Historical cost refers to the original cost of an asset when it was first acquired. It is also recorded as the first cost in accounting records, such as balance sheets.
Businesses following the historical cost principle are required to record actual purchase prices for assets, equities, and liabilities.
The historical cost principle does not account for currency fluctuations, so all financial records reflect the original value of the asset.
What Is the Historical Cost Concept?
Historical cost concept states that the value of an asset does not change even as an asset appreciates or depreciates causing it to differ from the current market value. This is different from the fair value concept which reflects current market value.
Evaluating assets using their historical cost prevents overvaluation in dynamic markets. However, it also has a downside in that it does not reflect an asset’s fair value.
For instance, the historical cost of an appreciating asset such as a building will remain the amount at which it was bought even though its market value has significantly appreciated.
Following the historical cost concept, balance sheets reflect the original purchase price of all equities, assets, and liabilities. Sales and purchase agreements also reflect the historical costs. However, these agreements are not bound by these principles and in some cases, may reflect fair value.
Historical Cost Adjustment
As time passes, historical costs require adjustment following conservative accounting concepts. These adjustments account for wear and tear reflecting the asset’s depreciation. Depreciation expenses are typically recorded for long-term assets which reduce in value over the course of their estimated useful life.
In case an asset’s value declines below its adjusted cost, an impairment charge is levied to record its net realizable value.
Your company bought a tangible asset worth $10 million 5 years ago, but its current market value is $40 million. The balance sheet will record this asset at its historical cost of $10 million.
The difference between the historical cost and current market value is $30 million, which indicates that the asset has appreciated, and its future market value is likely to be higher.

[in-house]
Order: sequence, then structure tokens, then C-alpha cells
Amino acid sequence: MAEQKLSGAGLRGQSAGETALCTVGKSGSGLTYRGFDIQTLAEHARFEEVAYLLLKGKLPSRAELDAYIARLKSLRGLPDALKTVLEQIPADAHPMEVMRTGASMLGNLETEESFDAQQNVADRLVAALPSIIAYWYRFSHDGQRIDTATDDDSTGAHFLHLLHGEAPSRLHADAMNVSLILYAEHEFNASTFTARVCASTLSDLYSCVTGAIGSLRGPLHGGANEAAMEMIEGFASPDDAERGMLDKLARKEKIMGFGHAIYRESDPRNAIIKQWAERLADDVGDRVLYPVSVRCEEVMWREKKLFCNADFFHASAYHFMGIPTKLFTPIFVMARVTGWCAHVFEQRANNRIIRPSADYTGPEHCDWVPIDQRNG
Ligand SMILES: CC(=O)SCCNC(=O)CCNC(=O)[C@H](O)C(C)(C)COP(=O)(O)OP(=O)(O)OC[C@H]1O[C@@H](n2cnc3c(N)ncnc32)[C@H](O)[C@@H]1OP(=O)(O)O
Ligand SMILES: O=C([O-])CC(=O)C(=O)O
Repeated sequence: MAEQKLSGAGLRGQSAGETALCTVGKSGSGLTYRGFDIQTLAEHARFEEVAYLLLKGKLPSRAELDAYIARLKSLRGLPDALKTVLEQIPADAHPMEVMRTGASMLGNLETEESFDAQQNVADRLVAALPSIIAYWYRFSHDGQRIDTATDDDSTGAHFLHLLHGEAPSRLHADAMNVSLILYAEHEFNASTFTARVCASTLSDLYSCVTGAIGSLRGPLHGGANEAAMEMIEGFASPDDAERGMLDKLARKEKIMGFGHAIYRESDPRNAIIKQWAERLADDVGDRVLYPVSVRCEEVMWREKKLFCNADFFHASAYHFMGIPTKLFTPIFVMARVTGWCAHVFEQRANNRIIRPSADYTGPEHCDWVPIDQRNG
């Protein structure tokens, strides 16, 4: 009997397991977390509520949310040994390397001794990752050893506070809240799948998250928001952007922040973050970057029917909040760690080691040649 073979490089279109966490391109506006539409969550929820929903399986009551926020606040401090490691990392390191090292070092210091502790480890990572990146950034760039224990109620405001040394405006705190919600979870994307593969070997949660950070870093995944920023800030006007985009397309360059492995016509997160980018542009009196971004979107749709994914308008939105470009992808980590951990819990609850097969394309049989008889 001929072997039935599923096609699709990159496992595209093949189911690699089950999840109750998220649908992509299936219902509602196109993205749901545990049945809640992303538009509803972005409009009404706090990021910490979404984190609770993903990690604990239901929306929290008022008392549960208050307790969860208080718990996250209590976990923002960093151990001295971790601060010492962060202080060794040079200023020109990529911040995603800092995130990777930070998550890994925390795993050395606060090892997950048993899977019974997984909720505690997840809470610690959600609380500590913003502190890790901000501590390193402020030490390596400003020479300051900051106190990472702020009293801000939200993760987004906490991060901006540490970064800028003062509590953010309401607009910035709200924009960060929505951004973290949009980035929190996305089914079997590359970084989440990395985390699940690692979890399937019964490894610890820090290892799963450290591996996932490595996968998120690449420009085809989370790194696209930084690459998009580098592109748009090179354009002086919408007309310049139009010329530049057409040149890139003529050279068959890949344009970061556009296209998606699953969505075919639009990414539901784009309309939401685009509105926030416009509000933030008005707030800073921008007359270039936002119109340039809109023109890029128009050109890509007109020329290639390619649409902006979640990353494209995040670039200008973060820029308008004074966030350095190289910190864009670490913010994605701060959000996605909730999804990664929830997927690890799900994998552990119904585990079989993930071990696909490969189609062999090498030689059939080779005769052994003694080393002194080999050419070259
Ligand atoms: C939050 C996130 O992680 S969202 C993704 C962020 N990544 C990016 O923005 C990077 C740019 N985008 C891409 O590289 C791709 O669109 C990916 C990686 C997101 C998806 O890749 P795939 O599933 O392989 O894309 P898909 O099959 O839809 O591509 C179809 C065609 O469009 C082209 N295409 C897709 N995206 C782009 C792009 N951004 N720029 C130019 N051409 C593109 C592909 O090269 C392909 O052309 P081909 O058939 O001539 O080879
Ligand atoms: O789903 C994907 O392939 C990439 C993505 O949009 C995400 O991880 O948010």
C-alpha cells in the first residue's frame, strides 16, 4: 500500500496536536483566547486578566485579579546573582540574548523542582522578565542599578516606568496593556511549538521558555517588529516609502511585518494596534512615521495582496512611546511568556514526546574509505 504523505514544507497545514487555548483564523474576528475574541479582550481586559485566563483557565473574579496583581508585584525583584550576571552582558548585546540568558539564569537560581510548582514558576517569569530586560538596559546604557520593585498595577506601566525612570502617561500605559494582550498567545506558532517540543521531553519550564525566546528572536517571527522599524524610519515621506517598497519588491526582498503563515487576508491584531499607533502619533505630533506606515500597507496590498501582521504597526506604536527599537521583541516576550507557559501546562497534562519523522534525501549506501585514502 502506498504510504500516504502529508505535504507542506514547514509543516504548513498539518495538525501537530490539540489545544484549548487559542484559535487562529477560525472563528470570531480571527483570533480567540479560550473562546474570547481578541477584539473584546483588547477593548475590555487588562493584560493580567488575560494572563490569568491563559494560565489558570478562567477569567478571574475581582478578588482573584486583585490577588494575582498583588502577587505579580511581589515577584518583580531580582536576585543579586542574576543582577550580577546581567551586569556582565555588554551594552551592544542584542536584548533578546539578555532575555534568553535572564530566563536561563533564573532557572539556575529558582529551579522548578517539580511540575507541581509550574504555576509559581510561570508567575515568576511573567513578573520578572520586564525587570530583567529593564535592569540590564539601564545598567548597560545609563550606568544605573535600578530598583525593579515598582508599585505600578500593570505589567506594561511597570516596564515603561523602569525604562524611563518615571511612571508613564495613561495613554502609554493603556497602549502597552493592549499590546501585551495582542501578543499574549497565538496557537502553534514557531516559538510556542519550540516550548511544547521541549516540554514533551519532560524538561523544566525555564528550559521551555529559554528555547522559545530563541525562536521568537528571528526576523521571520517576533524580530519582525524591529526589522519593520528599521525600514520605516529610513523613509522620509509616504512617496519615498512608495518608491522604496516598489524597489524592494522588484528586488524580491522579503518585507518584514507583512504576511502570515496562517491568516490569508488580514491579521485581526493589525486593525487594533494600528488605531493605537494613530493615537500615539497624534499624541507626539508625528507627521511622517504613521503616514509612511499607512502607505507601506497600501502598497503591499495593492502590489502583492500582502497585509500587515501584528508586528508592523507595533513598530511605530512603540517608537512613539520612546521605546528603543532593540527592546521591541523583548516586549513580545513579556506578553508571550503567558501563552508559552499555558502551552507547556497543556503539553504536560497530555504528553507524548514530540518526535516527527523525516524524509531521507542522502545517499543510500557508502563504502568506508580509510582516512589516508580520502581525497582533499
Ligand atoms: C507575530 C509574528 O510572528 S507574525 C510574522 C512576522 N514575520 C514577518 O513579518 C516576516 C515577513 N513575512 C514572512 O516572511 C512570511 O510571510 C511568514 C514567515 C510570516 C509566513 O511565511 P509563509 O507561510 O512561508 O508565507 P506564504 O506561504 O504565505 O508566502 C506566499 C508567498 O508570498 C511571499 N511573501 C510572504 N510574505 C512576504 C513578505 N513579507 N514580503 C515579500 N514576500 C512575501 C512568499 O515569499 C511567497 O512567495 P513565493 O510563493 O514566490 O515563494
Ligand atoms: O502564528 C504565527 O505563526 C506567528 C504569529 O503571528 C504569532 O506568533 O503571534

Historical Cost vs. Fair Value
As earlier discussed, historical cost is the original purchase price of an asset as indicated on the balance sheet. On the other hand, the fair value reflects its current market value. In the example above, the tangible asset’s historical cost is $10 million while its current market value is $40 million.
Fair value fluctuates to reflect market changes. This value can also be used to predict the cash flow that could be realized through prospective sales. However, if the historical cost of an asset remains higher than its current market value, it is an indicator its future market will move downwards.
Use of Historical Cost in Accounting?
Fixed assets are recorded at their cost of purchase or historical cost. Inventory may also be recorded at its original cost; however, it may be adjusted to reflect market value. GAAP requires all businesses to record certain assets at historical cost.
Historical costs may include shipping, delivery, setup, and training fees for tangible assets. With the exception of stocks and bonds, all other business assets must be recorded following the historical cost principle.
Intangible assets such as trademarks, patents, and copyrights are recorded using the cost of production. The historical cost, in this case, would include attorney fees used to register the trademark as well as the cost of creating the trademark.
Following the historical cost principle is standard practice for public companies that sell their stock on public stock exchanges.
The International Financial Reporting Standards Board has set up standards similar to Financial Accounting Standards Board’s GAAP that require companies to use historical costs.
Importance of the Historical Cost Principle in Accounting
Historical cost is one of the four financial reporting principles applied by all accounting businesses and professionals.
Following this principle, all goods and services purchased by a company must be recorded at historical cost and not fair market value.
For accounting professionals, analyzing business records and balance sheets, historical cost is important because it is:
- Reliable: The process of recording historical costs in business records such as the balance sheet is consistent. It is therefore reliable which gives any accounting professional looking at the books an accurate picture of the business’s financial health.
- Verifiable: Historical cost is easy to verify using records on the balance sheet.
- Comparable: Using the historical cost principle, it is easy to compare the cost of assets. This is particularly useful when determining which assets to liquidate.
Recording the historical cost of your assets makes it easy to assess the appreciation and depreciation of assets over time. Following this principle also makes it easy for external accounting professionals who rely on Generally Accepted Accounting Principles to carry out their duties effectively.
Recording historical cost also prevents overvaluation in turbulent markets by helping accountants quickly assess capital expenditures.
Overall, even as critics argue that it represents a conservative picture of an organization’s financial health, historical cost remains a key concept for recording assets.